Tuesday, May 17, 2011


After the debacle of the Bush presidency and electoral drubbings in 2006 and 2008, the GOP got back in the game in 2010 by rebranding itself as the Tea Party party, and by pretending it had nothing whatsoever to do with those awful folks who brought you the first decade of the 21st century.

Well, now a lot of teabag-friendly members of the GOP are in office, and as Republicans look to the next election cycle, what are they doing? Well, they appear to be looking at the polls, noticing that many teabag-esque ideas are unpopular, and turning to ... Bushites. So in Wisconsin we have this:

Tommy Thompson, the Republican former Wisconsin governor and George W. Bush's first secretary of Health and Human Services, has told friends he plans to run for the open Senate seat in Wisconsin, according to top Wisconsin sources....

Initial GOP speculation had been centering on Paul Ryan, the House Budget chairman and architect of the Republican deficit reduction plan ... the congressman decided Tuesday morning that he preferred to keep the seniority he’s built up in the House....

Yeah, right -- Ryan's decision was all about seniority. It had nothing to do with the fact that certain aspects of Ryan's budget are incredibly unpopular, even among teabaggers, or the fact that Ryan was trailing Feingold in the polls even before the release of his budget, perhaps in part because fellow teabagger Republicans were upsetting people with their radical doings at the state level. So: out with the tea, in with the W.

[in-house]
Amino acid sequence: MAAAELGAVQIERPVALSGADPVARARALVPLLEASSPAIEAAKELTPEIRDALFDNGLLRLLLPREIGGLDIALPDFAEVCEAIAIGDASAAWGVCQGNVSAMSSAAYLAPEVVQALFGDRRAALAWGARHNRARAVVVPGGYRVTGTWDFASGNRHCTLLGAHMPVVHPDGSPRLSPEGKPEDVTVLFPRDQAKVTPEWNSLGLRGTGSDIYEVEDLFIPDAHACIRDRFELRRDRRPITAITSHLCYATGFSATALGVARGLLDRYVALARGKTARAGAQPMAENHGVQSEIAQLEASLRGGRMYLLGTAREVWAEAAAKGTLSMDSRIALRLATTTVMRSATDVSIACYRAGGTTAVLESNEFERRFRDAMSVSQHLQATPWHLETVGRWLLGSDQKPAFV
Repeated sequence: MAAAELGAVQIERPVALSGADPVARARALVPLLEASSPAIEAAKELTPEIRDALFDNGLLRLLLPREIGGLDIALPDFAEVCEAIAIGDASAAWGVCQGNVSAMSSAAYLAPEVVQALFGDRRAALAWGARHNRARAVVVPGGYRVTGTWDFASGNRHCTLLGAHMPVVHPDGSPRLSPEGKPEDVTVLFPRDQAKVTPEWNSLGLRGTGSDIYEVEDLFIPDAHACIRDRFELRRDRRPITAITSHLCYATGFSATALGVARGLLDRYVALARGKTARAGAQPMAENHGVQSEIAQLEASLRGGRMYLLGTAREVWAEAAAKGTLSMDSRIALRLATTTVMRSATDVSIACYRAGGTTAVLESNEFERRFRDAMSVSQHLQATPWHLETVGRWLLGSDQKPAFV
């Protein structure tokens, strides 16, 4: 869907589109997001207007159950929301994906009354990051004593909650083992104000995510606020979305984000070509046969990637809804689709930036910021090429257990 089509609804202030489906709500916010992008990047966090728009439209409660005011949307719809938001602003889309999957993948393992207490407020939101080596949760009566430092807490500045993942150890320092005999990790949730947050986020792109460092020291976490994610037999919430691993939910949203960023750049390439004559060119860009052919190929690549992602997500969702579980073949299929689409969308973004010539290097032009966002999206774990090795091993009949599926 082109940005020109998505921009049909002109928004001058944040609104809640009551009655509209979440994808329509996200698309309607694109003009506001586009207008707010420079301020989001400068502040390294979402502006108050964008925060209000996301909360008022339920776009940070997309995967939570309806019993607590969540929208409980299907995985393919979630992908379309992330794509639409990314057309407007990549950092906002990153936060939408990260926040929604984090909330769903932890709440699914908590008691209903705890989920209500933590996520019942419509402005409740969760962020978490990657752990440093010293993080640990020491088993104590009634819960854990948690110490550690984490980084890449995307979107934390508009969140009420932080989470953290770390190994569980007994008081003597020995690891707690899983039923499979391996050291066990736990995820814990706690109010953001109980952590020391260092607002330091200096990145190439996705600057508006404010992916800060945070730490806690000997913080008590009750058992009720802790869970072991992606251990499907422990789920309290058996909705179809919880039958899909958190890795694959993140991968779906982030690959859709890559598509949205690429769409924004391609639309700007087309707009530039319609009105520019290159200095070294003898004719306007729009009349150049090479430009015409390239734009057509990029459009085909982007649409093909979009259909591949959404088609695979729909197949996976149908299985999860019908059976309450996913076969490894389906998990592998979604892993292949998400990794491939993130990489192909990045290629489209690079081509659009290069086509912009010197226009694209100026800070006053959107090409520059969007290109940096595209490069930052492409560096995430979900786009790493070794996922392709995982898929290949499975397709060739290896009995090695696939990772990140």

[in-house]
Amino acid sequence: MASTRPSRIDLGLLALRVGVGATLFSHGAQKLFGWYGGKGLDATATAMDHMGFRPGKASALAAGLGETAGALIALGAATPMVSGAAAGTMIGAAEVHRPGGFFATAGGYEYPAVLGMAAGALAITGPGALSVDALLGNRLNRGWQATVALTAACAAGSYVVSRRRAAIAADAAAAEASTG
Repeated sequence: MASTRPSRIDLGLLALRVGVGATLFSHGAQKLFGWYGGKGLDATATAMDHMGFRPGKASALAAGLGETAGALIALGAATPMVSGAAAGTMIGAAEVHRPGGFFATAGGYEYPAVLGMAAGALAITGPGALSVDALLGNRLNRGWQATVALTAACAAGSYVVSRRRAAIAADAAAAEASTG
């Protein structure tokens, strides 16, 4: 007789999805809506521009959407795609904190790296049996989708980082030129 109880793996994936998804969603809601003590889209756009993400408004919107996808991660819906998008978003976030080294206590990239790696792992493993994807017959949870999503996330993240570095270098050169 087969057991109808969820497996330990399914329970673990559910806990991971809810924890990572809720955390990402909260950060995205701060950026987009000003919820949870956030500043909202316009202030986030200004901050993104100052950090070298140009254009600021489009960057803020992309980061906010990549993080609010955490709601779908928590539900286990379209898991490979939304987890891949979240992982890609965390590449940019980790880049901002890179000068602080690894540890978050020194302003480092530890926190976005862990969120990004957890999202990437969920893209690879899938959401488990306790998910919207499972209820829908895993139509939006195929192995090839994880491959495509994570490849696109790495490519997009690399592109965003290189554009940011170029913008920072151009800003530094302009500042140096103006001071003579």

Simultaneously, party elders have concluded that their only hope in the 2012 presidential election is Mitch Daniels, a former Bush budget director -- or possibly Jon Huntsman, who also had a gig in the Bush White House.

The policies don't ever change, really -- they stay in a narrow range from extreme right to really extreme right. But the bait-and-switch means that we're always being told that the new Republican savior is very, very different from the people who brought you whatever beyond-the-pale Republican policies you didn't like -- even though it isn't true.

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